1. This is a petition asking us to direct the Commissioner of Income-tax to submit a question of law for the decision of this Court under Sub-section (3) of Section 66 of the Indian Income-tax Act. The parties in this case have not followed the correct procedure under Sub-section (2) of Section 66. That section empowers the assessee to require the Commissioner to refer to the High Court any question of law arising out of the order of the Assistant Commissioner, and the Commissioner is then directed to draw up a statement of the case and refer it with his opinion thereon to the High Court. Then Sub-section (3) provides that if the Commissioner refuses to state a case on the ground that no question of law arises, the assessee may apply to the High Court, and the High Court, if it is not satisfied of the correctness of the Commissioner's decision, may require the Commissioner to state a case and to refer it. In our opinion the proper course for the parties to adopt, when they desire the Commissioner to refer a question of law to the Court, is to formulate the question which they desire to have so referred. In the present case the only question which was formulated before the Commissioner was a question which the parties do not in fact desire to raise, and in the petition to this Court no attempt is made to formulate the question which it is desired we should direct the Commissioner to raise. The petition is framed on the basis of a petition of appeal alleging that the Commissioner has committed various errors of law. It is, I think, clearly open to this Court on an application under Sub-section (3) of Section 66 to direct the Commissioner to refer some question other than that which the parties have formulated. But generally, I think, the Court should be slow to go outside the question which the parties have themselves asked the Commissioner to state. In the present case the question which counsel for the applicant says that he desires to raise is, whether the Income-tax Officer was justified in computing the income on a basis determined under Section 13 of the Act; and, if so, whether the basis adopted was legal. Now, Section 13 provides that the income shall be computed in accordance with the method of accounting regularly employed by the assessee. Then there is a proviso, that, if no method of accounting has been regularly employed, or, if the method employed is such that, in the opinion of the Income-tax Officer, the income, profits and gains cannot properly be deduced therefrom, the computation shall be made upon such basis and in such manner as the Income-tax Officer may determine. It is, in our opinion, clear from the order of the Income-tax Officer, and the order of the Assistant Commissioner on appeal, that both those Officers were of opinion that no regular method of accounting had been employed and the method which was employed was such that the income, profits and gains could not properly be deduced therefrom. That is a decision upon a question of fact by which we are bound. That being so, the only question which can arise is whether the method adopted by the Income-tax Officer of assessing the assessee was a legal method. No doubt where the Income-tax Officer makes the best assessment he can under the proviso to Section 13, it may be shown that he has proceeded on a wrong basis of law, but I am not prepared to say that in every case where the Income-tax Officer proceeds under that proviso, a question of law arises as to whether his assessment is legal or not. Here the Income-tax Officer, having found that the books of the assessee, who is a money-lender, were not such as to enable the income to be deduced therefrom took the capital as shown in the books, subject to a deduction in respect of part of that capital which the assessee alleged to have been lost, and on that balance of capital the Income-tax Officer charged the assessee what he considered a fair rate of interest. That seems a proper method and we do not see that any question of law arises which should be referred to the Court.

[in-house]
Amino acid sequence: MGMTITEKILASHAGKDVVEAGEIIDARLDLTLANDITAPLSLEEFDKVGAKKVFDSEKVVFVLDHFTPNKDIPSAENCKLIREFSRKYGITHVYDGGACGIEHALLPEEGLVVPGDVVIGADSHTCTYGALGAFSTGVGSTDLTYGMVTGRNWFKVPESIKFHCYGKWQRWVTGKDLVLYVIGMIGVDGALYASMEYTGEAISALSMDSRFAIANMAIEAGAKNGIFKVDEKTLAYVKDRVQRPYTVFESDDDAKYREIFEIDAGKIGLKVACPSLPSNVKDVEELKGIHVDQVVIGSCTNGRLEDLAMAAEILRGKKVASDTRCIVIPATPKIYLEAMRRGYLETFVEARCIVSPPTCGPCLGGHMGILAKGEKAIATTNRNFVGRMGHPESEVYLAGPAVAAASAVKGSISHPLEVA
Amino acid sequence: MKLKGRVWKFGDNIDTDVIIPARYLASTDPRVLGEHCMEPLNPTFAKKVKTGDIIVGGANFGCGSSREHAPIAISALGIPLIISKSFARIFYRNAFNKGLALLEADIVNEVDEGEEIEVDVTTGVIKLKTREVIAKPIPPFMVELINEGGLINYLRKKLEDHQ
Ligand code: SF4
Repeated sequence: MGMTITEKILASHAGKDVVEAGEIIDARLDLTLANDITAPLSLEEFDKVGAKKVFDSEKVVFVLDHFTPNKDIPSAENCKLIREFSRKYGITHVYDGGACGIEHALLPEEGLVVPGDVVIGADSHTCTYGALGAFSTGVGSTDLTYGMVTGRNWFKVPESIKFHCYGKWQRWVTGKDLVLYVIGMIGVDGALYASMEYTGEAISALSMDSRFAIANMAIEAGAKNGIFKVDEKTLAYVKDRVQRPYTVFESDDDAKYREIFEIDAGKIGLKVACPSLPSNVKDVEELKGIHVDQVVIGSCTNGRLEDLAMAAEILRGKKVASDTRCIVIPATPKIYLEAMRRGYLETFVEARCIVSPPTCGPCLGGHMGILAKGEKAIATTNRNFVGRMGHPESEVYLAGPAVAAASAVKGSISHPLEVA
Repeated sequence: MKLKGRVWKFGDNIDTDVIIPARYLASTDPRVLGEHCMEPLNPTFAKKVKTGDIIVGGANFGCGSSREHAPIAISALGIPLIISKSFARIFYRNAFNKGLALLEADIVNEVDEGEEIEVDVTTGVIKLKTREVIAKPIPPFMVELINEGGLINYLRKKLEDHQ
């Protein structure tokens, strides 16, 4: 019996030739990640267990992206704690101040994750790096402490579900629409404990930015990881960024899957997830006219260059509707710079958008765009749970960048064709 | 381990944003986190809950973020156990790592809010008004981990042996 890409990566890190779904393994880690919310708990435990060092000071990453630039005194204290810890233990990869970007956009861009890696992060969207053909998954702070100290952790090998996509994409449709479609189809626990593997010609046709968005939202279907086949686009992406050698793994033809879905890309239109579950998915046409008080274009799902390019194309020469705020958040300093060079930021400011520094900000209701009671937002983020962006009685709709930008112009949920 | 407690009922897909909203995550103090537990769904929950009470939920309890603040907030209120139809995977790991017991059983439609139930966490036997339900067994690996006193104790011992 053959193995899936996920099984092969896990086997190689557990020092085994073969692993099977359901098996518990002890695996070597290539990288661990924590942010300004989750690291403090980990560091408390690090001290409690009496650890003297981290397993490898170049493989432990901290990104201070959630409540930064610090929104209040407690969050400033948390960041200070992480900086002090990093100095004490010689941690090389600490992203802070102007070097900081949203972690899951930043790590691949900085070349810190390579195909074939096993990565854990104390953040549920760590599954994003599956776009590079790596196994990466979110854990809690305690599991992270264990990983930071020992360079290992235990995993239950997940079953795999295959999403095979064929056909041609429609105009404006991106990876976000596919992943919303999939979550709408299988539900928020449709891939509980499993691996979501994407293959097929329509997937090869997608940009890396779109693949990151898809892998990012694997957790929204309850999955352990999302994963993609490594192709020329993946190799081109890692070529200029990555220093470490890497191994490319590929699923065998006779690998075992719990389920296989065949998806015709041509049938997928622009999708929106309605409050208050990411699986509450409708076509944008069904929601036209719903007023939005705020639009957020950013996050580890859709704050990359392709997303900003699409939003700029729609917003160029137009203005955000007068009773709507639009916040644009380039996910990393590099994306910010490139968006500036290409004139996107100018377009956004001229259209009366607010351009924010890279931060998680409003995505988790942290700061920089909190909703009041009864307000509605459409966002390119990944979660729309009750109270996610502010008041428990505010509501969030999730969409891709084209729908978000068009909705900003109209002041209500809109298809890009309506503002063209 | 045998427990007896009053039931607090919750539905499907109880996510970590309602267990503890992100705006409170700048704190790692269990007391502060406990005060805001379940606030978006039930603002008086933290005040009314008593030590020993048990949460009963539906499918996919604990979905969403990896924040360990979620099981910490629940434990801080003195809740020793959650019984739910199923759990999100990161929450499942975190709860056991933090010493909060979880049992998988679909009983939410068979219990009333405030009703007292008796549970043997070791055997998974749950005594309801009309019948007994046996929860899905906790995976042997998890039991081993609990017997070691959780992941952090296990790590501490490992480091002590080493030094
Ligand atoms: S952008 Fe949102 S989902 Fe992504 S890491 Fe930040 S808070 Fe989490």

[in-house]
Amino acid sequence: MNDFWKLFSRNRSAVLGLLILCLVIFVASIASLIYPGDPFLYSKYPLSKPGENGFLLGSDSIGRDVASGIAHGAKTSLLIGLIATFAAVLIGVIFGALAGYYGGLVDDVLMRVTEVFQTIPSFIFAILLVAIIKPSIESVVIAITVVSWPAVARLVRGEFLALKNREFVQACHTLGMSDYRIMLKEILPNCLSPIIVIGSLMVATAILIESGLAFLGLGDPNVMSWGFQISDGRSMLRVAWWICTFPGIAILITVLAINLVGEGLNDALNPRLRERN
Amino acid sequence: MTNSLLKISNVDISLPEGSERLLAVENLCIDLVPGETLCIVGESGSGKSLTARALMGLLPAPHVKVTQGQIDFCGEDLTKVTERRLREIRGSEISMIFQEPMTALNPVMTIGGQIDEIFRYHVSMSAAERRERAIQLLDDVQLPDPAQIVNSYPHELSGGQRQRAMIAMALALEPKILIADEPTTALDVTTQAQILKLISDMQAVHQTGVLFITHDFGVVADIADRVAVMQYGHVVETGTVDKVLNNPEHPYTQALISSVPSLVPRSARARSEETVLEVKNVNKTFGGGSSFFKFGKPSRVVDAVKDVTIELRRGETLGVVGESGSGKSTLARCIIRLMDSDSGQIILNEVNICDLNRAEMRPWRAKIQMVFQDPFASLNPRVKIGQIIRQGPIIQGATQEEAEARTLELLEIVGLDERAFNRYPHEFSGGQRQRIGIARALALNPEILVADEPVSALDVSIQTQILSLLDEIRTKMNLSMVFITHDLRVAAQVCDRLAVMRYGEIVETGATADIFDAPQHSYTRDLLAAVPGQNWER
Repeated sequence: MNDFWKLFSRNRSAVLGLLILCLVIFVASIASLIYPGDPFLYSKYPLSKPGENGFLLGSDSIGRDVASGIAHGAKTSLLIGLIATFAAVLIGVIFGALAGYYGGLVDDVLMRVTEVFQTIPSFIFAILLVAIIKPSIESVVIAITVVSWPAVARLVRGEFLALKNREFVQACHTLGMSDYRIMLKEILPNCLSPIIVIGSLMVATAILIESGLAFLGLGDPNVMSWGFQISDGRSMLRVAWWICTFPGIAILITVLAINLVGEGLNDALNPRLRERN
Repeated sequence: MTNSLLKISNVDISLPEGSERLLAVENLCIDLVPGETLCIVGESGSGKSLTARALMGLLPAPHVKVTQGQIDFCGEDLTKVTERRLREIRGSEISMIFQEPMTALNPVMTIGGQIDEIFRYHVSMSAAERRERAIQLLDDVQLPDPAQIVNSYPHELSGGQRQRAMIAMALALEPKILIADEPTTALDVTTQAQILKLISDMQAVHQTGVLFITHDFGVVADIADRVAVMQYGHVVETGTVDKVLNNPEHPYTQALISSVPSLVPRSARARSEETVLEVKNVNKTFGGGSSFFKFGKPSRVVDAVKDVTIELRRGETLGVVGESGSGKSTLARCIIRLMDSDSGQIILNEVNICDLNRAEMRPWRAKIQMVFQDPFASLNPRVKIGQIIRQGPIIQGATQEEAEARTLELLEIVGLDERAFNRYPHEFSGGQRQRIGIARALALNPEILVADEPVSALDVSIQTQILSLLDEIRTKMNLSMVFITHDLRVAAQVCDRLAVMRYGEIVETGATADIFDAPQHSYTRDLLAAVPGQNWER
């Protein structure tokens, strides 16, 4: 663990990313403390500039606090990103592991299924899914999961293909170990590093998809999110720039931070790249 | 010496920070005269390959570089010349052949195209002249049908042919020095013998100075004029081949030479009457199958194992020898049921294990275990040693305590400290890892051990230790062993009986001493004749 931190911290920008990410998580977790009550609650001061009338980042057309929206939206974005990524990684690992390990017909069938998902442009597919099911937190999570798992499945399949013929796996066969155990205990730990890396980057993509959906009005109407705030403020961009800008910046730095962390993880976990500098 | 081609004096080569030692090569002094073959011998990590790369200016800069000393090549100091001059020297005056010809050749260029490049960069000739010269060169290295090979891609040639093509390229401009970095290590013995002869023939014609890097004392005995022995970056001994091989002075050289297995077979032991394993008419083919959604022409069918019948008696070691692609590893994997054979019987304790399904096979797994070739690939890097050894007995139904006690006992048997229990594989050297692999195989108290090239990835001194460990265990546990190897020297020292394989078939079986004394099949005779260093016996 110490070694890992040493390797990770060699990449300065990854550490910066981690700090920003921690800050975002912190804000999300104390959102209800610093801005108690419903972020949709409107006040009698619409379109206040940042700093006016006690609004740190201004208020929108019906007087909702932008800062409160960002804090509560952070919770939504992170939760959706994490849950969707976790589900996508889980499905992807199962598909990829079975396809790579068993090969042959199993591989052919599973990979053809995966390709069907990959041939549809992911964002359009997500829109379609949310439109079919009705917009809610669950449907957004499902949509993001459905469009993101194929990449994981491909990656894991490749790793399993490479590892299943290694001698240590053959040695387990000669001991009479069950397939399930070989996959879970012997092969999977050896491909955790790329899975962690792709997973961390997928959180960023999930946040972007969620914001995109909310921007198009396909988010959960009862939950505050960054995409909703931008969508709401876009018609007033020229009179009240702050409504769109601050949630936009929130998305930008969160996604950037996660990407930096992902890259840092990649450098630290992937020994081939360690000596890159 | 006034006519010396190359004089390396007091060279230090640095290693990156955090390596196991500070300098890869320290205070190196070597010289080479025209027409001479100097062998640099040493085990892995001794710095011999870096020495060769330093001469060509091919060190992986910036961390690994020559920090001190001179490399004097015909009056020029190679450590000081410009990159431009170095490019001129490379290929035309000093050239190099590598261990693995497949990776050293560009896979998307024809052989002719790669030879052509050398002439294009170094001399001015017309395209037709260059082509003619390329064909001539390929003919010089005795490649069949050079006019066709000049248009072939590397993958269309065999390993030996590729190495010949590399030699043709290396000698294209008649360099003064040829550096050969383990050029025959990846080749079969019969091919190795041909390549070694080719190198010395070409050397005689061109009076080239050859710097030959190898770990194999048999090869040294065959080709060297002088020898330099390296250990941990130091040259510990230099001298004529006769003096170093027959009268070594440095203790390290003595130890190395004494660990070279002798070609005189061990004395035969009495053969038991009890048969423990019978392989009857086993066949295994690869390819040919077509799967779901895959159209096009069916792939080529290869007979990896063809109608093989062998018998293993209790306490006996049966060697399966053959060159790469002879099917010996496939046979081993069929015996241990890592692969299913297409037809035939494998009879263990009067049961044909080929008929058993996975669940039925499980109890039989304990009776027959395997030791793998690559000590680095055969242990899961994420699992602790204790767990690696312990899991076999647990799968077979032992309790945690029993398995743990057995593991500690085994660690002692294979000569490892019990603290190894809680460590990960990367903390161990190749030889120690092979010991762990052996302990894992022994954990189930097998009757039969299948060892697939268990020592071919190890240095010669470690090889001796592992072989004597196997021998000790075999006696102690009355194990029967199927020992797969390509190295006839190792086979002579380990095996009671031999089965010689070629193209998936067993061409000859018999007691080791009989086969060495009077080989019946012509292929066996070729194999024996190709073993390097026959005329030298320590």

2. We discharge the rule with costs to be taxed on the original side scale by the Taxing Master.